We hope that you all had a great Thanksgiving Long Weekend and enjoyed an extra day on the water or around the table with family. Last week we saw a ton of water but we also saw less water than was forecasted. Things came into shape on the river fast and we heard good river reports across the board.
There is more rain expected this weekend but, not half as much as we saw last week, and we will see the first cold nights early next week. We expect things to clear up fast and drop when those low night time temperatures hit.
We will touch on all the river fishing in the Freshwater Fishing Report Section below updates on the Squamish, Stave, Harrison, Capilano and Vedder. Fishing has been good and we are seeing some of the later runs start to show up on the Stave and Harrison. Matt goes over it all in the video version of the report here:
We also have some updates from the saltwater world because there are still some fish out that way.
Last but certainly not least, Andre has a cool coho fly video that you can check out here:
On to the report!
FRESHWATER FISHING REPORTS
Vedder/Chilliwack River Fishing Report
Well, if you go ahead and take a look at the Vedder/Chilliwack system’s water level graph, you’ll notice that it looks a bit like a roller coaster. With another forecasted dose of rain, we will probably see it spike again in the next few days but there is way less water coming than last week.
At the time of writing, the river is sitting at a fishable level; a tad on the high side, but with decent visibility, fish are getting caught throughout the whole system. If you can get out there before the big rains hit, do it, as the last dose of rain brought a bunch of fresh coho, chum and chinook into the system. The river is at my favorite stage… dropping, with good visibility and at a reasonable level. Suffice to say, it’s fishing well right now, but expect that to change with the rain.
The Coho run should be near its peak, so I’d recommend taking advantage of the fishable water. The Spring run should be tailing off, but there will still be some fish showing up into late October, and the Chum run should be ramping up over the next week or two. Everything I discussed in my last report will still be valid, so I won’t ramble too much about that. Just remember… bigger presentations, preferably with scent, flash or vibration in dirty water when the rain comes.
Keep an eye on the forecasts for the next few days, as the amount of rain that falls on Thursday night and throughout Friday will dictate if the river is still fishable for the weekend, and forecasts around here seem to change every five minutes. A gradual rise on the graph usually means the river is fishable, but a spike like we saw last week means the river is blown. Hopefully the river stays in shape for a few more days so the weekend warriors like me can actually get out and fish the river for once. In any case, good luck, tight lines and stay safe out there.
Squamish River Fishing Report
Well, as expected with the storm, the Squamish blew out over the weekend. No surprise here when you see 100mm of rain in the forecast. Things settled a bit early in the week then we saw a bit more rain on Tuesday which bumped the river up again. Finally, some cooler weather hit on Wednesday and she’s slowly dropping back into shape. I expect things to start clearing up as the weather in Whistler is cooling quickly and they are even starting to see some snow in the village.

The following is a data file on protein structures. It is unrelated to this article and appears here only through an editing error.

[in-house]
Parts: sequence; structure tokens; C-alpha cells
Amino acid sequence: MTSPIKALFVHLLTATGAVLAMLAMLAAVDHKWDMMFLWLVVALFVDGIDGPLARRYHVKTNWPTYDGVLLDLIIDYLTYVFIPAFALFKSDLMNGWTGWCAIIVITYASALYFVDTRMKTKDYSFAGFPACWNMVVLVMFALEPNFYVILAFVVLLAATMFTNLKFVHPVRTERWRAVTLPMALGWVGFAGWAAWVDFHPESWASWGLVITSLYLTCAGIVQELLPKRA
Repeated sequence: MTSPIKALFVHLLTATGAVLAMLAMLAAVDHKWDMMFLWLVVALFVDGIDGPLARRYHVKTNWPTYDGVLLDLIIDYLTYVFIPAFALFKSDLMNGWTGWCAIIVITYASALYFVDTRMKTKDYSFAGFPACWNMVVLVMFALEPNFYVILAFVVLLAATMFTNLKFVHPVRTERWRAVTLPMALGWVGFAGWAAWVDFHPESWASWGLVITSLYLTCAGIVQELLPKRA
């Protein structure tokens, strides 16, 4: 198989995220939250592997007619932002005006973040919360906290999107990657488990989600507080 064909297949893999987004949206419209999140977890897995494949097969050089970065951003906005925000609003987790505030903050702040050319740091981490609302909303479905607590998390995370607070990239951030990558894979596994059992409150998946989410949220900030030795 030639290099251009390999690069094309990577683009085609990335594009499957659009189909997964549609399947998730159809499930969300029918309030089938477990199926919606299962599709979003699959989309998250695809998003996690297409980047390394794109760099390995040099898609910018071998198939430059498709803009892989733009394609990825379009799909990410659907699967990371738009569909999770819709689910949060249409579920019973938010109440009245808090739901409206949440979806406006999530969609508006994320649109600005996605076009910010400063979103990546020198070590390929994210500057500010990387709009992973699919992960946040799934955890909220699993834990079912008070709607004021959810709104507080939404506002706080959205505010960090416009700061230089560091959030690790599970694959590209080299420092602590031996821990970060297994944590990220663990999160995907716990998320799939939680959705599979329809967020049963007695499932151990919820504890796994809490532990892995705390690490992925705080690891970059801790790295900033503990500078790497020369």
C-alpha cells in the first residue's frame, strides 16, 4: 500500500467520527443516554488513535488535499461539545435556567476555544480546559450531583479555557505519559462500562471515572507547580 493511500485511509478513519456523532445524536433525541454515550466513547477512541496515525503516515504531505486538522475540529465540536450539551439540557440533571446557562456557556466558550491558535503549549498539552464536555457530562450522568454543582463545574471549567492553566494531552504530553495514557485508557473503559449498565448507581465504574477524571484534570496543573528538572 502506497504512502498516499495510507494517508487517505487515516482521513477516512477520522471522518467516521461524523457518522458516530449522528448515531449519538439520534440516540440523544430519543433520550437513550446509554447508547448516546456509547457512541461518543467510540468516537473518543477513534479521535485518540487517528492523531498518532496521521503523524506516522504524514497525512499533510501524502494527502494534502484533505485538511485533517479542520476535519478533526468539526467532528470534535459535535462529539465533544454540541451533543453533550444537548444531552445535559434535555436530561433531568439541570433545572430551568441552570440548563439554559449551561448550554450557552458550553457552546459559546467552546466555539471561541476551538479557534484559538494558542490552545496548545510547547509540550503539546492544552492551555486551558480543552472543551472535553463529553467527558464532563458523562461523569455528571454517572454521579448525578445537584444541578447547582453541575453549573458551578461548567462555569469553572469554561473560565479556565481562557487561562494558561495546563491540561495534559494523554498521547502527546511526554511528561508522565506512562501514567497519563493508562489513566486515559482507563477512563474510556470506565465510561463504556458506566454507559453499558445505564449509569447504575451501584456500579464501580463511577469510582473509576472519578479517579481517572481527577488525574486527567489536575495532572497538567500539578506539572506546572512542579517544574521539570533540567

Jordan was able to make it out on Monday after the blow out and fished between the bridges on the Cheakamus. As I figured would have happened, fresh fish pushed in and they found some decent coho action on twitching jigs. The water was still like chocolate milk so it made fly fishing almost impossible and spoons and spinners were able to get a few but the twitch was king.
The upper river is still a touch high and dirty from the last report that I got earlier in the week but as mentioned before I expect things to clear up later this week. We are also going to see a touch of rain which is what we love to see this time of year; we like to call it the “coho drizzle.” If things stay cool over the next couple of days, visibility should improve and it will be game on. Bead fishing will really start picking up as the rains will have pushed some eggs around and there will be hungry trout cruising around looking for an easy meal, so have a variety of sizes and colours at your disposal for the different conditions that you may encounter. Have some smaller streamers in black, olive and white ready to go for the swinging and dirty water as well as the small flash flies for stacked up coho.
Twitching will really start to pick up as will the spoon and spinner fishing so have a variety of colours and sizes to cover all water conditions. If you did any scouting before the storm that may have all changed as it usually does after a big blow out. Annoying as it is, I love the big blow outs because they completely change the look of the river and one has to unlock the secrets all over again. I’m looking forward to getting out later this week again to see how things have shifted.
Stave River Fishing Report
Over the past week, the Stave has started to see fresh schools of coho and chum push through the system. It’s been a bit of scene on the eastern shores of the river as most other systems were blown out due to the heavy rains of last week. With some more rain in the forecast for the weekend, the Stave continues to be a fantastic choice as the dam is unlikely to open, barring an unexpected monsoon hitting the coast.
As it’s still a bit early, most anglers on the system are having fun with chum – yet hoping for coho. There are many presentations to target both species. For float fishing, I really like to use small jigs, generally 1/4 ounce as a dirty water presentation, and if the system stays nice and clear throughout the rain, sticking with a simple egg cluster or wool setup. Don’t forget that this system has plenty space for the more fly inclined angler. Swinging large intruders has been outperforming many conventional presentations recently. My favourite colours are pink & purple for the chum, and white / blue for coho.